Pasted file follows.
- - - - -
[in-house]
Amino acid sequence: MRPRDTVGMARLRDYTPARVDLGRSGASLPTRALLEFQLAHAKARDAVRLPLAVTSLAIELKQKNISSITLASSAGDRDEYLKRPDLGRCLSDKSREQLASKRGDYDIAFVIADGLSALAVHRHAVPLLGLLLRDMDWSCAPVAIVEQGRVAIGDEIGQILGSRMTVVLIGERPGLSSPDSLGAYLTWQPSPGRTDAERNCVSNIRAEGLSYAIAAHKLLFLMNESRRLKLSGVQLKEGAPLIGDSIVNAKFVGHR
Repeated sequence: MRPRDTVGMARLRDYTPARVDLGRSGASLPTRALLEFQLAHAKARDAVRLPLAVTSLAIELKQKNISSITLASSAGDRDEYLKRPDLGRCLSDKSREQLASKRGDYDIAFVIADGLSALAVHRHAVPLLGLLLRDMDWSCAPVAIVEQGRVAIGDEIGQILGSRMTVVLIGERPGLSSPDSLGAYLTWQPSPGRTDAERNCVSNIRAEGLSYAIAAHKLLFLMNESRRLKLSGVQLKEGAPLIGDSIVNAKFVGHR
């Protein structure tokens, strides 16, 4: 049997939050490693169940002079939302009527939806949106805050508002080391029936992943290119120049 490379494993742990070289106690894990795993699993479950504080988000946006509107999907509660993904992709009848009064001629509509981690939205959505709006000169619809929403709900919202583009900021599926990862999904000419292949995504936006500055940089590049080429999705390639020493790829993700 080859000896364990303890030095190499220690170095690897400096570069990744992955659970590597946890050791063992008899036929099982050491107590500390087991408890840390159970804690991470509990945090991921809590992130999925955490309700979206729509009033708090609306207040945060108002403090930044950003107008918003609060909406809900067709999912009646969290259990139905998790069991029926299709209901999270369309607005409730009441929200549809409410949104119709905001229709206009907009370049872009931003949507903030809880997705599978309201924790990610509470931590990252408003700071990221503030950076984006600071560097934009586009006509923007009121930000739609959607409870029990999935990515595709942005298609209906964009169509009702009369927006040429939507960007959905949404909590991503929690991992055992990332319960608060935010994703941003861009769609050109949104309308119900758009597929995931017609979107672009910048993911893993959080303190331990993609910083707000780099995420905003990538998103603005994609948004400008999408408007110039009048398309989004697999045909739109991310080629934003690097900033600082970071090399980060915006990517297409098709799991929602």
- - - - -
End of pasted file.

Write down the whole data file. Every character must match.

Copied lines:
[in-house]
Amino acid sequence: MRPRDTVGMARLRDYTPARVDLGRSGASLPTRALLEFQLAHAKARDAVRLPLAVTSLAIELKQKNISSITLASSAGDRDEYLKRPDLGRCLSDKSREQLASKRGDYDIAFVIADGLSALAVHRHAVPLLGLLLRDMDWSCAPVAIVEQGRVAIGDEIGQILGSRMTVVLIGERPGLSSPDSLGAYLTWQPSPGRTDAERNCVSNIRAEGLSYAIAAHKLLFLMNESRRLKLSGVQLKEGAPLIGDSIVNAKFVGHR
Repeated sequence: MRPRDTVGMARLRDYTPARVDLGRSGASLPTRALLEFQLAHAKARDAVRLPLAVTSLAIELKQKNISSITLASSAGDRDEYLKRPDLGRCLSDKSREQLASKRGDYDIAFVIADGLSALAVHRHAVPLLGLLLRDMDWSCAPVAIVEQGRVAIGDEIGQILGSRMTVVLIGERPGLSSPDSLGAYLTWQPSPGRTDAERNCVSNIRAEGLSYAIAAHKLLFLMNESRRLKLSGVQLKEGAPLIGDSIVNAKFVGHR
């Protein structure tokens, strides 16, 4: 049997939050490693169940002079939302009527939806949106805050508002080391029936992943290119120049 490379494993742990070289106690894990795993699993479950504080988000946006509107999907509660993904992709009848009064001629509509981690939205959505709006000169619809929403709900919202583009900021599926990862999904000419292949995504936006500055940089590049080429999705390639020493790829993700 080859000896364990303890030095190499220690170095690897400096570069990744992955659970590597946890050791063992008899036929099982050491107590500390087991408890840390159970804690991470509990945090991921809590992130999925955490309700979206729509009033708090609306207040945060108002403090930044950003107008918003609060909406809900067709999912009646969290259990139905998790069991029926299709209901999270369309607005409730009441929200549809409410949104119709905001229709206009907009370049872009931003949507903030809880997705599978309201924790990610509470931590990252408003700071990221503030950076984006600071560097934009586009006509923007009121930000739609959607409870029990999935990515595709942005298609209906964009169509009702009369927006040429939507960007959905949404909590991503929690991992055992990332319960608060935010994703941003861009769609050109949104309308119900758009597929995931017609979107672009910048993911893993959080303190331990993609910083707000780099995420905003990538998103603005994609948004400008999408408007110039009048398309989004697999045909739109991310080629934003690097900033600082970071090399980060915006990517297409098709799991929602």